Presentation on theme: "Matching Business and Education"— Presentation transcript:
1 Matching Business and Education Prof. John HobroughUniversity Director EmeritusUniversity of Surrey
2 Purpose of our discussions might be Developing Education Business PartnershipsBased on research and analysis of the labour market (LMI) and necessary skills
3 We consider the background Small and Medium Sized Enterprises (SMEs) are the main economic drivers within many countriesIs this so in Uzbekistan?What skills are needed by employers from graduates?
4 Education BusinessEducation to provide a research and training base (See University Model)Businesses to provide opportunities for joint training, work placements and shared activities with Education whichEnhances the business agenda
6 Education including Higher Education Education is part of the communityCan provide skills training and specific training programmes (CPD)Can research the social context (including LMI)Can provide Services – e.g. Careers support in partnership with CC, Knowledge and technology transfer
7 Chamber of Commerce Involvement e.g. North east Chamber of CommerceLargest Chamber in the UKFoundation Degrees (in partnership with HE)Training ProgrammesApprenticeship SchemesWork Experience opportunitiesetc
8 The Partnership needs to understand Labour Market InformationSkills development for graduatesPersonal development planning for company personnelEducation business partnership developmentSupervision at the workplace for undergraduatesCareer development.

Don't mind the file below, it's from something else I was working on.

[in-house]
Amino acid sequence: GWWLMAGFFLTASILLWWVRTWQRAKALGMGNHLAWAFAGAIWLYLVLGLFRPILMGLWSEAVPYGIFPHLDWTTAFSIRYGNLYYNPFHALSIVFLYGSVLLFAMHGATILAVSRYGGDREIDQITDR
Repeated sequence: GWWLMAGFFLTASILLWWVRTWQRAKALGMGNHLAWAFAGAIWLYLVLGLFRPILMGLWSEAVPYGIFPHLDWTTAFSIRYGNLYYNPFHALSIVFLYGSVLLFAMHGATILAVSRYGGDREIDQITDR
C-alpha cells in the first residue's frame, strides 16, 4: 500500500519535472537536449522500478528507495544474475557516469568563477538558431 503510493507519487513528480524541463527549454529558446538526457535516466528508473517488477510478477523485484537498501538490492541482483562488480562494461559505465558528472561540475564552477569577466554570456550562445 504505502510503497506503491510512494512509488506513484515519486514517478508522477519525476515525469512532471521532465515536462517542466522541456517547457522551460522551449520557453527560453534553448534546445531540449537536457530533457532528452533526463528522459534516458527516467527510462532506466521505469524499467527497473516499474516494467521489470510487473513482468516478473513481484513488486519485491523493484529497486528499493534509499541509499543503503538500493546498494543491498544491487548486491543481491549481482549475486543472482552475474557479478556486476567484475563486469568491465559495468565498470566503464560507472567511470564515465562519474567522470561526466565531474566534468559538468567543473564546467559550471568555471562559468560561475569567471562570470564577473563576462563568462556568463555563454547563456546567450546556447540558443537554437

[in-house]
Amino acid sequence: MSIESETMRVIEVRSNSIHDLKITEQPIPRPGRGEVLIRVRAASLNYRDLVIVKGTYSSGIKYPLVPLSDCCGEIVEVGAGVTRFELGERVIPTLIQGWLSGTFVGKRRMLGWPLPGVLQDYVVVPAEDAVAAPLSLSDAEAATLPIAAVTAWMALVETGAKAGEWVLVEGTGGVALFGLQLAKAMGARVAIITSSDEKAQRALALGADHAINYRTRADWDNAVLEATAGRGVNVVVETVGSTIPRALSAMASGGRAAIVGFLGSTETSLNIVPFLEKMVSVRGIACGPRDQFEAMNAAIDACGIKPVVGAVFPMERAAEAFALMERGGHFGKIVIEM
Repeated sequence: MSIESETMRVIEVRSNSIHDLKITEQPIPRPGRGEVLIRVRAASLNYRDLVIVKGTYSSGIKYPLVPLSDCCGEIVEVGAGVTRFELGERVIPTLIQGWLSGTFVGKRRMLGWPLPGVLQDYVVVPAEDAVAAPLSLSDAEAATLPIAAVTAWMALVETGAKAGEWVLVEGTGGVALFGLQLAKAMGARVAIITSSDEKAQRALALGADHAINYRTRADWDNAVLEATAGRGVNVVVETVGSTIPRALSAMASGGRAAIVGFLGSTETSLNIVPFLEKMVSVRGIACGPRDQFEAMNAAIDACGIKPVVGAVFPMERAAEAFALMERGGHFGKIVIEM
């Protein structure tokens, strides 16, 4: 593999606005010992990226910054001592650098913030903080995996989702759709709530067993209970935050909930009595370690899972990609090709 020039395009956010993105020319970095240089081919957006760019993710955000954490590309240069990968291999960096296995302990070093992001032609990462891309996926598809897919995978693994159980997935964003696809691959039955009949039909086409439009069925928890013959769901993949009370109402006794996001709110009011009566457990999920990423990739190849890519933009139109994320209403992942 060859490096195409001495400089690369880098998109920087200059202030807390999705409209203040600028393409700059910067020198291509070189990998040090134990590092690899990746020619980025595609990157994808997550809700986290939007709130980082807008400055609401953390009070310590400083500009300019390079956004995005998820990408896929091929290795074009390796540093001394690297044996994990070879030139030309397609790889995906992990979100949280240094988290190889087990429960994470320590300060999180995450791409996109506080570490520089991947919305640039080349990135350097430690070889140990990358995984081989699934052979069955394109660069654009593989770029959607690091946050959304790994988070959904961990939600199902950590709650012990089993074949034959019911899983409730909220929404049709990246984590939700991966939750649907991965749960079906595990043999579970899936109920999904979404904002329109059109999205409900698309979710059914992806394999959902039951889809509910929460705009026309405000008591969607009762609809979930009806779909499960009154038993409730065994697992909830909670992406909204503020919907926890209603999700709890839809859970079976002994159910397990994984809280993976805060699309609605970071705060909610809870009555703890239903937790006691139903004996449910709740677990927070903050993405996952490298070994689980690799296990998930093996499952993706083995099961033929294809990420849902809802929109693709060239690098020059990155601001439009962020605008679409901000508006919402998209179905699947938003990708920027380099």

9 Starting with research What are the main changes in the last ten years which provide a positive future for post soviet and new European countries?
11 But we need Labour Market Information A Skills audit for trainees and learners
12 Researching necessary Skills Companies across selected countries were asked to identify (in order of priority) those skills they thought most important for graduates to have on joining the companyThe following table shows the results
13 Flexibility (Creativity) 8= 10 8.8 Qualification (1) 8.9 BGRUSBRSLATKYGUKIRLFINDKDFSWEESPFactorWork Experience48236756=4.3Specialist Knowledge14=-4.5IT Skills7.2Communication97.9Flexibility (Creativity)8=108.8Qualification(1)8.9Foreign Language9.2Interpersonal Skills9.3Team Work9.7Personality (Responsibility)10.1Commercial Awareness9=10.8(NB Factor value developed as a mean value with neutral value of 16 (Mid between 11/20) being given where skill was not indicated in countries top 10)
14 Key IssuesAll countries identified work experience as a main factor for skill developmentExpertise – having something to offerLanguage skills given high importance in non-English speaking countriesInterpersonal Skills - important in dealing with people, marketing commercial enterprises
15 . Graduate Skills identified for different Sectors SE-UK Hospitality and TourismHealth and MedicineIT/Communication1Self-presentation and HonestyCommunicationIT/Computing2Interpersonal SkillsQualificationMotivation3Flexibility4IT Skills5Foreign LanguageWork Experience6EnthusiasmTechnical Skills7Specialist Knowledge8Initiative9Interest10Well rounded/OrganisedCommercial Attitude
16 Key IssuesDifferent sectors place different emphasis on skill developmentThe main “skill set” remains importantGraduate development can be analysed as a “skill model”
17 ‘Develop your interpersonal skills’ ‘Get experience: run something’ WHAT BOSSES WANT - EUOverall, bosses suggested 22 skills or actions that their subordinates shouldpractise, many of which overlapped‘Develop your interpersonal skills’33%‘Get experience: run something’17%Sharpen your image’13%‘Act like a leader’11%‘Talk to me’‘Clarify where you are going’8%‘Provide accurate numbers’7%Source: London Business School Sample: 400 senior international managers